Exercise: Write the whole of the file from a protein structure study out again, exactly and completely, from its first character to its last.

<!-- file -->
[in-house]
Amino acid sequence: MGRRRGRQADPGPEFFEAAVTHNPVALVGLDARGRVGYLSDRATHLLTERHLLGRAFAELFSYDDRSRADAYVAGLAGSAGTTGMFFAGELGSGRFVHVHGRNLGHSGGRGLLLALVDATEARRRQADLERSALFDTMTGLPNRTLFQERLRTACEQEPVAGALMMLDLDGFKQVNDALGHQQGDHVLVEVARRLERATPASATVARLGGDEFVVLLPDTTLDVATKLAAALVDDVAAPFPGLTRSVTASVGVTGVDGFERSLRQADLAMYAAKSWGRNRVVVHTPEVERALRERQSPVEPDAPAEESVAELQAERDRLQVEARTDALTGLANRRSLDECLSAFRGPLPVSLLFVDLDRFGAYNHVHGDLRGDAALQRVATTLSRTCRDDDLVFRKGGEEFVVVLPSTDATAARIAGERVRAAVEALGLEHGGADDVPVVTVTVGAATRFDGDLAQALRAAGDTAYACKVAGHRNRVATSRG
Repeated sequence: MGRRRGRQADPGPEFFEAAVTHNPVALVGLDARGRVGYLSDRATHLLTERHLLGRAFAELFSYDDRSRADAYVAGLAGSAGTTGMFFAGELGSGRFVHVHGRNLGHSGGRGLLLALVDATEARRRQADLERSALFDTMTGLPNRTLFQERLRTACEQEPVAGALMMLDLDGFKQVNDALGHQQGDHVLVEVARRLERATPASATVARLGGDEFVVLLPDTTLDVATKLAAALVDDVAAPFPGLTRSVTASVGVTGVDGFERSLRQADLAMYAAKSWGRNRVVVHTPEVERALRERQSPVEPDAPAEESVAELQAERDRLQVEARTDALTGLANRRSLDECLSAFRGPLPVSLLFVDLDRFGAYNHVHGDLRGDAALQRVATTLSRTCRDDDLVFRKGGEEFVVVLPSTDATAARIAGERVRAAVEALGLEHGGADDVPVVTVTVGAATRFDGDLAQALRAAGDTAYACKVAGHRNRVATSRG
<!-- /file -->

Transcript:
[in-house]
Amino acid sequence: MGRRRGRQADPGPEFFEAAVTHNPVALVGLDARGRVGYLSDRATHLLTERHLLGRAFAELFSYDDRSRADAYVAGLAGSAGTTGMFFAGELGSGRFVHVHGRNLGHSGGRGLLLALVDATEARRRQADLERSALFDTMTGLPNRTLFQERLRTACEQEPVAGALMMLDLDGFKQVNDALGHQQGDHVLVEVARRLERATPASATVARLGGDEFVVLLPDTTLDVATKLAAALVDDVAAPFPGLTRSVTASVGVTGVDGFERSLRQADLAMYAAKSWGRNRVVVHTPEVERALRERQSPVEPDAPAEESVAELQAERDRLQVEARTDALTGLANRRSLDECLSAFRGPLPVSLLFVDLDRFGAYNHVHGDLRGDAALQRVATTLSRTCRDDDLVFRKGGEEFVVVLPSTDATAARIAGERVRAAVEALGLEHGGADDVPVVTVTVGAATRFDGDLAQALRAAGDTAYACKVAGHRNRVATSRG
Repeated sequence: MGRRRGRQADPGPEFFEAAVTHNPVALVGLDARGRVGYLSDRATHLLTERHLLGRAFAELFSYDDRSRADAYVAGLAGSAGTTGMFFAGELGSGRFVHVHGRNLGHSGGRGLLLALVDATEARRRQADLERSALFDTMTGLPNRTLFQERLRTACEQEPVAGALMMLDLDGFKQVNDALGHQQGDHVLVEVARRLERATPASATVARLGGDEFVVLLPDTTLDVATKLAAALVDDVAAPFPGLTRSVTASVGVTGVDGFERSLRQADLAMYAAKSWGRNRVVVHTPEVERALRERQSPVEPDAPAEESVAELQAERDRLQVEARTDALTGLANRRSLDECLSAFRGPLPVSLLFVDLDRFGAYNHVHGDLRGDAALQRVATTLSRTCRDDDLVFRKGGEEFVVVLPSTDATAARIAGERVRAAVEALGLEHGGADDVPVVTVTVGAATRFDGDLAQALRAAGDTAYACKVAGHRNRVATSRG